It worked really well though for the gathering as we were able to get everyone plus the rain shelters in. It's a good campground though and the niece had fun. I would just be staying at another site next time.
     
  16. Sjm9911

    Sjm9911 Well-Known Member

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    This is atually funny, as I was confused also, when I booked my fist site I called just for this reason. When the reservations were done it was different then what I asked for. The trip is up coming so we will see. The person on the phone tried to talk me out of the sewar hook up. I asked for a premium site and didn't get one on the emailed confirmation. I hope the site will be big enough, as that's why I called to begin with. I still never got my answer as to what I should be listing for the length, all i got is you have a pop up, ok, whell you dont need this or that......I should have just book the biggest site they had, and not worry about it. Imagian a little pup surrounded by giant rv's!
     
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  17. Fbird

    Fbird Active Member

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    I've done that before. Had the biggest site for my aliner, was surrounded by a 30 something 5'er and a 40 something motor home. Both were more than 20 ft longer.
     
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  18. kitphantom

    kitphantom Well-Known Member

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    The arc-shaped or U-shaped sites seem to have the max length listed for RVs. For pups and TT, the pivot point of the hitch makes them (often) usable. Our 8' Coleman Cobalt was 17' when opened, the TV was 17', so our total length was 34', plus any separation we needed between TV and pup. The Retro is 19', from coupler nose to spare tire; our current TV is about 19' too. One of our favorite campsites in Mather CG at Grand Canyon is listed as 27' max length. We've used it with both the Cobalt and our current TT/TV combination. We have to use care when we pull in, but it works. OTOH, there are a couple of sites we used with the first, tiny pup (6' box, 1 bunk end, so it was something like 12 or 13'open) that we could not use with the Cobalt or TT.
     
  19. MsMac

    MsMac Active Member

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    In this particular case (Grant Village CG, loop I), we were able to fit our PUP in perfectly. (We are a little over 16 feet from coupler to back bumper closed up.) The PUP is over 23 feet when open, and yes, there is no way that a TT that size would have been able to fit in the site- the turn is just too tight for a rig that long. I'd say that the max would probably be about 20, though that would probably be pushing it.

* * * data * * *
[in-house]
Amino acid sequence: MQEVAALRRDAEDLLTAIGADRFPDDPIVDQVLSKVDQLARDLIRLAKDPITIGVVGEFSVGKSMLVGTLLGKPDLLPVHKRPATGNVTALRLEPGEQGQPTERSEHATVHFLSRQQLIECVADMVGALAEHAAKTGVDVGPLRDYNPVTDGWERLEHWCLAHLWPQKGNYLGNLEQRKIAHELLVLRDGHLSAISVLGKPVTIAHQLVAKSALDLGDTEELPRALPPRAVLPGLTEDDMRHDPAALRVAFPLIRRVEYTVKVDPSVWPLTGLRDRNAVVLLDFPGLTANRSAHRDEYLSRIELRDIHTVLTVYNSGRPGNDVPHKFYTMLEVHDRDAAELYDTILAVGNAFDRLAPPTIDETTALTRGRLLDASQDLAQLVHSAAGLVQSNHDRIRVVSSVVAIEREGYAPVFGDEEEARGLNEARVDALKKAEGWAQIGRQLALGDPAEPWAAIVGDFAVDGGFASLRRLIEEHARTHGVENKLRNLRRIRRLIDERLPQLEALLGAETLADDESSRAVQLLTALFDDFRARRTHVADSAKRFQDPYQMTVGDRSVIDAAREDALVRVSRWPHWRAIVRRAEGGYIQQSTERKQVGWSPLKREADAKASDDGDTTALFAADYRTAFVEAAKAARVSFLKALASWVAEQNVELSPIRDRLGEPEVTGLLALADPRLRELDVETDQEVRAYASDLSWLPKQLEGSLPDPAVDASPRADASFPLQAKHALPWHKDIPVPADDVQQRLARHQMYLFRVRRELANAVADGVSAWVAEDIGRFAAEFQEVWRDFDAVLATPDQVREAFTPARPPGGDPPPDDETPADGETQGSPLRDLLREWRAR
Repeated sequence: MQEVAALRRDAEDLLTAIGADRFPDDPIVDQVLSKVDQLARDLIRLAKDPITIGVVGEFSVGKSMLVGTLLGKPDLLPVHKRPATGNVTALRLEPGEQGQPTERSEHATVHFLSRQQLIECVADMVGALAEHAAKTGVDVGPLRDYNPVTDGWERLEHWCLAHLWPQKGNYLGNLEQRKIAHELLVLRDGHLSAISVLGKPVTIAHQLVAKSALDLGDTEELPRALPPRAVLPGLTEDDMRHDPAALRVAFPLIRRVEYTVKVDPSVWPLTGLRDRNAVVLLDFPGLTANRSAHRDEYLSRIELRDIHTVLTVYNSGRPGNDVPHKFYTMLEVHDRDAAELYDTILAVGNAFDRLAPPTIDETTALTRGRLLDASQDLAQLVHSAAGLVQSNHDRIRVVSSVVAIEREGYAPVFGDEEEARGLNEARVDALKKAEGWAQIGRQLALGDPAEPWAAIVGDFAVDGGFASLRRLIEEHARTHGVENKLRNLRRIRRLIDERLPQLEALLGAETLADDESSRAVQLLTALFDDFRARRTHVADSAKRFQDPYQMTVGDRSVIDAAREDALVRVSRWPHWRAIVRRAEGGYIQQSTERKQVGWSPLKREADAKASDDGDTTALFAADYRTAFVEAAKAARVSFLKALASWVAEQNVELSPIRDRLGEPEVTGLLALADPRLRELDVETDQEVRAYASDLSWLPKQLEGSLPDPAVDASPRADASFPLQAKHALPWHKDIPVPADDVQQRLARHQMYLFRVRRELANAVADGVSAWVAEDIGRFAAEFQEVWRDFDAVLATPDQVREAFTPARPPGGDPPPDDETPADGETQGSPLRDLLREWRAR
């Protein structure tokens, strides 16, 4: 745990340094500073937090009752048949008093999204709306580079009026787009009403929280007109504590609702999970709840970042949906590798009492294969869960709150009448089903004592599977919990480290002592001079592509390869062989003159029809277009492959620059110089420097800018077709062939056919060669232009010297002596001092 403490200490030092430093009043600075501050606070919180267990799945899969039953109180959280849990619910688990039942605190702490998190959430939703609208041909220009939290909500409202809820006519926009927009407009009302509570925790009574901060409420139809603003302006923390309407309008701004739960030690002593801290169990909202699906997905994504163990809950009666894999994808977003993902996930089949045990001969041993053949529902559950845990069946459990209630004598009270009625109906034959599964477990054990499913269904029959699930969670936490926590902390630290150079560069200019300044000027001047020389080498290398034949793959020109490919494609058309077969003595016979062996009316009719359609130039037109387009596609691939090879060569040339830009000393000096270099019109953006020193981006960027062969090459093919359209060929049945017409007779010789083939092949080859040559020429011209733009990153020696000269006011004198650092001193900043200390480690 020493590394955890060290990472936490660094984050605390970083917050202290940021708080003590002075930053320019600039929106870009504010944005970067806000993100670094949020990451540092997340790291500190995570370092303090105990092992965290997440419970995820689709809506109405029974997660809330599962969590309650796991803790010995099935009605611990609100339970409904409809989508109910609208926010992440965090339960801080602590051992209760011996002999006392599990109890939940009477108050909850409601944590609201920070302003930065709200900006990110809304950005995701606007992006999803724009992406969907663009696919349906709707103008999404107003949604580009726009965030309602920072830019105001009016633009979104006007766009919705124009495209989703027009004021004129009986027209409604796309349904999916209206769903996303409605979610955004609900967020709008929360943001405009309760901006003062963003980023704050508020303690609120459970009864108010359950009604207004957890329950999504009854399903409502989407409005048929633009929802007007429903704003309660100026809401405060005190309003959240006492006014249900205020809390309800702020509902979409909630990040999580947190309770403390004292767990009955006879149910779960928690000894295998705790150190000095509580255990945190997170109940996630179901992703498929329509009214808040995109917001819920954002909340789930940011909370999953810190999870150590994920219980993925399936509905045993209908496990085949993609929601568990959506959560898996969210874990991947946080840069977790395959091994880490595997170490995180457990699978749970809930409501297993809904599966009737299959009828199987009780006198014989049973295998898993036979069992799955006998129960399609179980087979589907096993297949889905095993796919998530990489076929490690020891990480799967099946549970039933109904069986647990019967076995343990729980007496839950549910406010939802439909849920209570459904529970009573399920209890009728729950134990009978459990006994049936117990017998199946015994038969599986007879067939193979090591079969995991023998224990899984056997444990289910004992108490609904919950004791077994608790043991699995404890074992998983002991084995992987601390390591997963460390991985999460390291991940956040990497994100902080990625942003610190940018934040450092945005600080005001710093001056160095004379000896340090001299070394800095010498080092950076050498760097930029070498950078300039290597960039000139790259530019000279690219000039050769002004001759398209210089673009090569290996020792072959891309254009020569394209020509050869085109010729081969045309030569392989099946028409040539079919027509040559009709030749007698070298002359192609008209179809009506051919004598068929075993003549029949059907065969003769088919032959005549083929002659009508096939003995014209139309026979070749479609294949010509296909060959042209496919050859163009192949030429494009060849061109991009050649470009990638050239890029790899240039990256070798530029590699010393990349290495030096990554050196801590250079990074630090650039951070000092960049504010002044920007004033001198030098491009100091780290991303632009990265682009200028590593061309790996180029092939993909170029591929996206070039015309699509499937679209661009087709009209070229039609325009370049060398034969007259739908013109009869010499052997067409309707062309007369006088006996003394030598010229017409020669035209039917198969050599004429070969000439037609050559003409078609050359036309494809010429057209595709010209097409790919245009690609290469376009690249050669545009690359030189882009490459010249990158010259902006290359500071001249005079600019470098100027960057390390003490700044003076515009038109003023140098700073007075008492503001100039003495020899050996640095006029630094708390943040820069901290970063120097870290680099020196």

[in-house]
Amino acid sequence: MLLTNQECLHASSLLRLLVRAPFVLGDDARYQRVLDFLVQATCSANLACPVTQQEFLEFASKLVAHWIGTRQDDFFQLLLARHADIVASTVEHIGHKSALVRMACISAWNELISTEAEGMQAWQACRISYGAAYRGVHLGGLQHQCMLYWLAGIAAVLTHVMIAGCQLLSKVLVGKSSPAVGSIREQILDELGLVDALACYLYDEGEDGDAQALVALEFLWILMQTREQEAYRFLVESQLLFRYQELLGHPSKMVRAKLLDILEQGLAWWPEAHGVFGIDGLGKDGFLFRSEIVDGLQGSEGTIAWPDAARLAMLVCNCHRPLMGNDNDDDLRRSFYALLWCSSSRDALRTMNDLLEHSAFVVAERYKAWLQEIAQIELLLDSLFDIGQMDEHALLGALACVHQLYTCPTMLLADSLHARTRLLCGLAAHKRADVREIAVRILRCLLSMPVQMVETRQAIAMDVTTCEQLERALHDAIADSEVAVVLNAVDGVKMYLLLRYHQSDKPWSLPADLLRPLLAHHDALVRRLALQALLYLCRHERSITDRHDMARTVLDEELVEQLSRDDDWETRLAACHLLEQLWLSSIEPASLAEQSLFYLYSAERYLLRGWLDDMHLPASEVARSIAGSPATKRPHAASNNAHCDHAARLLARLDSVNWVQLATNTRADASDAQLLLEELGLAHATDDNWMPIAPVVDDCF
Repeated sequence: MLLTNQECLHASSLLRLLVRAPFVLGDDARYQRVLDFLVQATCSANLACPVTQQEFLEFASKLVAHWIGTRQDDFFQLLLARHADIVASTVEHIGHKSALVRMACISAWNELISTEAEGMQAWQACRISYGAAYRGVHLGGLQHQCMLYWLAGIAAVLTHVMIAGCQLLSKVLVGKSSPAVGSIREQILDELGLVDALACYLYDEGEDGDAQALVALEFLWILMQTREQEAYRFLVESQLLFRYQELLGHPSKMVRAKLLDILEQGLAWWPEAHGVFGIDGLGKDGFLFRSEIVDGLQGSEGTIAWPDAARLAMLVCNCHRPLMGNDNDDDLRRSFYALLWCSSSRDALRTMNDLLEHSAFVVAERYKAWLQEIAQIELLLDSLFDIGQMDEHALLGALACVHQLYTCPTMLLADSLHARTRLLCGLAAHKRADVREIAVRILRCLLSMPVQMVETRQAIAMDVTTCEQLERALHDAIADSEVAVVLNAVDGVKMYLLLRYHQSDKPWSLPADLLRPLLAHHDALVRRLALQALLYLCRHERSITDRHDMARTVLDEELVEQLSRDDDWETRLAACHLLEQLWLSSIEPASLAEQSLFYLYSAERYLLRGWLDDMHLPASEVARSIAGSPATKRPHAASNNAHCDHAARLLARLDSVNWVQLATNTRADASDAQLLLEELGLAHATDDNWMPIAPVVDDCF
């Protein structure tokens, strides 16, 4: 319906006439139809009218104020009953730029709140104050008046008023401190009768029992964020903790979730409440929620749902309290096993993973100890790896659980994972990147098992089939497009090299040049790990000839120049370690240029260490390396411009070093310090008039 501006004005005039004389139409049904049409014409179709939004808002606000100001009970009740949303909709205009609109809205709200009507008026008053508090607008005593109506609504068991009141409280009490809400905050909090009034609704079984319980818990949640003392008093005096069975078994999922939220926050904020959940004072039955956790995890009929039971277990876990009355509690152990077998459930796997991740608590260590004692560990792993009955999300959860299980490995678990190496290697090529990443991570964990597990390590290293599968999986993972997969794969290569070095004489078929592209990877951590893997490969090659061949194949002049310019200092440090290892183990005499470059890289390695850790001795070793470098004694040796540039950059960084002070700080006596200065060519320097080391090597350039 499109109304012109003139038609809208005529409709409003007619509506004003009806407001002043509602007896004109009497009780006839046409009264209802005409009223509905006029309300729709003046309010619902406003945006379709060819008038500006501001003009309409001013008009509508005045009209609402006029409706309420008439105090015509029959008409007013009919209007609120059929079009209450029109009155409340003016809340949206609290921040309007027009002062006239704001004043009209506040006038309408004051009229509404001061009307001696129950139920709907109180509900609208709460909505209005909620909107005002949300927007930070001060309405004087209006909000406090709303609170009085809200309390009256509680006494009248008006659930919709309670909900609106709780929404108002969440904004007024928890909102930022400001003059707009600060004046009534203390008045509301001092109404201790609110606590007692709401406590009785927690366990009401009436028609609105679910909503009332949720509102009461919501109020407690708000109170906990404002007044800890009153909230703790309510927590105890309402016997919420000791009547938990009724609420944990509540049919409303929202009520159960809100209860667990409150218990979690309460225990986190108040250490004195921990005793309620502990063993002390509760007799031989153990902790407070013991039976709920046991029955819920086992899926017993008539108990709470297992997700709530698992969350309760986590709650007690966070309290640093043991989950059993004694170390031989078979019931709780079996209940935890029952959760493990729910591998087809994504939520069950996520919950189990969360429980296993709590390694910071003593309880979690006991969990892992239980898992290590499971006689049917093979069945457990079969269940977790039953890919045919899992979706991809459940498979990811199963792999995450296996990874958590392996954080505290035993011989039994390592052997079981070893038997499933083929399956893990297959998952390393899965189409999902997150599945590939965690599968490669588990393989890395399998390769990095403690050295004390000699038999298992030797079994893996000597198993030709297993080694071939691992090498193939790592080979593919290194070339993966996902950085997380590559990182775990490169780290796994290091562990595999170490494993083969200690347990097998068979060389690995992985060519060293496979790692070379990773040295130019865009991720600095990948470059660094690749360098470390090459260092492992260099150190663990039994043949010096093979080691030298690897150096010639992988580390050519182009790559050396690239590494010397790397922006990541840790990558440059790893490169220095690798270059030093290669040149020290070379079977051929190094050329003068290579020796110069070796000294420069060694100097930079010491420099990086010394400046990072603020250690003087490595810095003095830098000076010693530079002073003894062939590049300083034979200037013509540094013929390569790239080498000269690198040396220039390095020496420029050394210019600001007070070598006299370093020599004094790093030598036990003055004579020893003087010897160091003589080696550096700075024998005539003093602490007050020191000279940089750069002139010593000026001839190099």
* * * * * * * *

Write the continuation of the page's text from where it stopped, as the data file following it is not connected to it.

My partner just reminded me of another issue with that site. Since it was on the left side of the one-way roadway, if we were to pull straight in, the door would have been facing the roadway instead of the actual campsite. So, we had to pull through, make the sharp right, back up and pull in from the "wrong side". There is no way that a rig that was much longer would be able to do that without leaving the road.

    The issue that we found is that the reservation site (at least at that point) did not make any distinction between tent trailer and other types of trailers. The reality is that the U-shaped sites there are big enough to accommodate a trailer our size (23 plus feet) and probably a full-size truck at each end. It's the getting in that's the issue. If we had blindly followed what the reservation system was spitting out to us, we would have ended up in a site fit for a very large trailer or mobile home. And that's the only point I've been trying to make here. If speaking to a real, live person is an option, it's probably a good one to take if there is a question about whether one's rig can or cannot fit in a particular site.
     
  20. Toedtoes

    Toedtoes Well-Known Member

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    There are definitely a lot of considerations. I've been lucky so far i that I have fit well in every spot I've gotten. This last site, I had stayed at previously and was able to fit a larger TT and SUV in it. It's been several years and I'm not sure I could have fit those in this time. So, even if you've fit before, won't mean you'll fit next time. Trees grow, boulders get moved, pads deteriorate, etc.